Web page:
Friday, September 11, 2009

Not the End of Wikipedia

networkhierarchy It's been a while ago I wrote about an interesting piece by Larry Sanger on the Edge blog. That article questioned "the "epistemic egalitarianism" adagium of Wikipedia." In my words: "everybody is equal, an expert is not more (knowledgeable) than a non-expert, together we define what it true."

This article by Sanger and my post about it, popped up in my mind when Wikipedia changed its policy so "the unwashed masses will no longer be able to directly edit the profiles of famous living people", as Chris Wilson phrases it on Slate. Of course this move was widely debated. The Slate article gives a nice summary, as does the NY Times.

My first thought about this move is nicely stated by Wilson:

No matter how you spin this new policy, there's no getting around that it gives more power and control to a small group of people. But if this were a big problem, Wikipedia would have flopped a long time ago. As I've argued before, the encyclopedia's success is largely due to the devoted efforts of a small number of obsessive editors, many of whom are quick to undo the work of trespassing newcomers. Rather than a signal Wikipedia's coming of age or a shift away from democracy, these new rules merely formalize, for certain pages, what's already happening on the site.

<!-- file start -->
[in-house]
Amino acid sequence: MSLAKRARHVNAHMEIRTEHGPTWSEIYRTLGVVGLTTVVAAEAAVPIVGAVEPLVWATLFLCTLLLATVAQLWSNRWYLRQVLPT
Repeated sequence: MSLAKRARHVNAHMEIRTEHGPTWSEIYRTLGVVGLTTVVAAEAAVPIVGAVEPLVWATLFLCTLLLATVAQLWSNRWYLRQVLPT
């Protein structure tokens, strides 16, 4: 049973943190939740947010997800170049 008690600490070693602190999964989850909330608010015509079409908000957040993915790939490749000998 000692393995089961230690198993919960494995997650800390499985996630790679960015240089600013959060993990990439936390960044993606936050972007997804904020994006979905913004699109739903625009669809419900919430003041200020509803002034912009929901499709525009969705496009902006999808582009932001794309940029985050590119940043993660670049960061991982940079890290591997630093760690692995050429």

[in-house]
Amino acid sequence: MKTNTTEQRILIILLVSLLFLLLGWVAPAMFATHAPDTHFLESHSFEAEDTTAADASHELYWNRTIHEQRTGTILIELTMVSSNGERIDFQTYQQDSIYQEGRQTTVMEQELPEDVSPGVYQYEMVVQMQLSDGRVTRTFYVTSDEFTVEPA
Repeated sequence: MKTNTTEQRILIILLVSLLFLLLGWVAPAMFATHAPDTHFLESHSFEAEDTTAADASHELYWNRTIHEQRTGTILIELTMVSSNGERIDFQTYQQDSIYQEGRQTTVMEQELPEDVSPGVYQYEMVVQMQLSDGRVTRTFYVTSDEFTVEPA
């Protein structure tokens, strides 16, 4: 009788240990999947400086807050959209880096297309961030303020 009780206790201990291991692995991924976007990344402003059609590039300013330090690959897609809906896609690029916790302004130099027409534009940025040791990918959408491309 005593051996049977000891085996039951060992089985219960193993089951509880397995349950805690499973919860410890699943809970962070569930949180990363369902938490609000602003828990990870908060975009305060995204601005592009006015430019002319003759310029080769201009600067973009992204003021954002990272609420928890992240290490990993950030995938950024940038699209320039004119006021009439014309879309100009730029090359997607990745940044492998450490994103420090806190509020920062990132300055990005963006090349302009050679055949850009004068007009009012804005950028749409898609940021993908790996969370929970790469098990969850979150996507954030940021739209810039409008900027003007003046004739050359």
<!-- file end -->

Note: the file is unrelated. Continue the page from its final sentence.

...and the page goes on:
Secondly,this move just makes explicit what already was practice anyway. Have you ever tried to write a new entry or edit an existing one? Go ahead and try and you'll find there are people fiercely protecting 'their' lemma.

Thirdly, also relating to the previous point, absolute egalitarianism is an illusion. To say it in the words of Alex Wright: "Networks and hierarchies are not mutually exclusive; indeed, they usually coexist." (Glut, page 7, read all of ch. 1 for more context). There's always some form of hierarchy in a network. Wikipedia's move make that explicit.

I think this also relates well to the way wiki's are used in enterprises. Usually they start out by trying to copy what Wikipedia is doing. But in practice you see you always need some form of hierarchy (not too much!) to get things going. Just like with communities of practice.

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